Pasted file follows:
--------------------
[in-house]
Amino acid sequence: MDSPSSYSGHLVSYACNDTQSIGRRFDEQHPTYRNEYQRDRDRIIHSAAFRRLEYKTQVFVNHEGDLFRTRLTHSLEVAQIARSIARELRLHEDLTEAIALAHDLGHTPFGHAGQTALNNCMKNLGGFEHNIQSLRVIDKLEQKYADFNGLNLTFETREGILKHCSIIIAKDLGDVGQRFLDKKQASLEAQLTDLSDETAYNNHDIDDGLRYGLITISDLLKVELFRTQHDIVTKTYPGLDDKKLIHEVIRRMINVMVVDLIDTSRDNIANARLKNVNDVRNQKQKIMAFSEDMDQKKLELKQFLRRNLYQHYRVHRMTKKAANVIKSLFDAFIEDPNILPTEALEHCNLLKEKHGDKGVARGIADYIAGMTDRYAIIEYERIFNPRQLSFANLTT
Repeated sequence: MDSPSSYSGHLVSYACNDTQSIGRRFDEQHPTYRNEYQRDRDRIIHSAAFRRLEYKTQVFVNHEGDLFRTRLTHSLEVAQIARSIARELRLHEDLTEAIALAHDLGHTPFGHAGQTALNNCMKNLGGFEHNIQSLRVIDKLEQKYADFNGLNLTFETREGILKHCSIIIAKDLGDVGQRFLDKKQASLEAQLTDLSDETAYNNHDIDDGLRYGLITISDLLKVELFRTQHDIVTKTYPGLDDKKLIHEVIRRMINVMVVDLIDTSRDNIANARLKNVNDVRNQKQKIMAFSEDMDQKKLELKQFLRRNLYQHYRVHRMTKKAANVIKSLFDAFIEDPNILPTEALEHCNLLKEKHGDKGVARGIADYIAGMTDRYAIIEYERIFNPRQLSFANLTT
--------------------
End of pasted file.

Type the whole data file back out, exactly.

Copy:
[in-house]
Amino acid sequence: MDSPSSYSGHLVSYACNDTQSIGRRFDEQHPTYRNEYQRDRDRIIHSAAFRRLEYKTQVFVNHEGDLFRTRLTHSLEVAQIARSIARELRLHEDLTEAIALAHDLGHTPFGHAGQTALNNCMKNLGGFEHNIQSLRVIDKLEQKYADFNGLNLTFETREGILKHCSIIIAKDLGDVGQRFLDKKQASLEAQLTDLSDETAYNNHDIDDGLRYGLITISDLLKVELFRTQHDIVTKTYPGLDDKKLIHEVIRRMINVMVVDLIDTSRDNIANARLKNVNDVRNQKQKIMAFSEDMDQKKLELKQFLRRNLYQHYRVHRMTKKAANVIKSLFDAFIEDPNILPTEALEHCNLLKEKHGDKGVARGIADYIAGMTDRYAIIEYERIFNPRQLSFANLTT
Repeated sequence: MDSPSSYSGHLVSYACNDTQSIGRRFDEQHPTYRNEYQRDRDRIIHSAAFRRLEYKTQVFVNHEGDLFRTRLTHSLEVAQIARSIARELRLHEDLTEAIALAHDLGHTPFGHAGQTALNNCMKNLGGFEHNIQSLRVIDKLEQKYADFNGLNLTFETREGILKHCSIIIAKDLGDVGQRFLDKKQASLEAQLTDLSDETAYNNHDIDDGLRYGLITISDLLKVELFRTQHDIVTKTYPGLDDKKLIHEVIRRMINVMVVDLIDTSRDNIANARLKNVNDVRNQKQKIMAFSEDMDQKKLELKQFLRRNLYQHYRVHRMTKKAANVIKSLFDAFIEDPNILPTEALEHCNLLKEKHGDKGVARGIADYIAGMTDRYAIIEYERIFNPRQLSFANLTT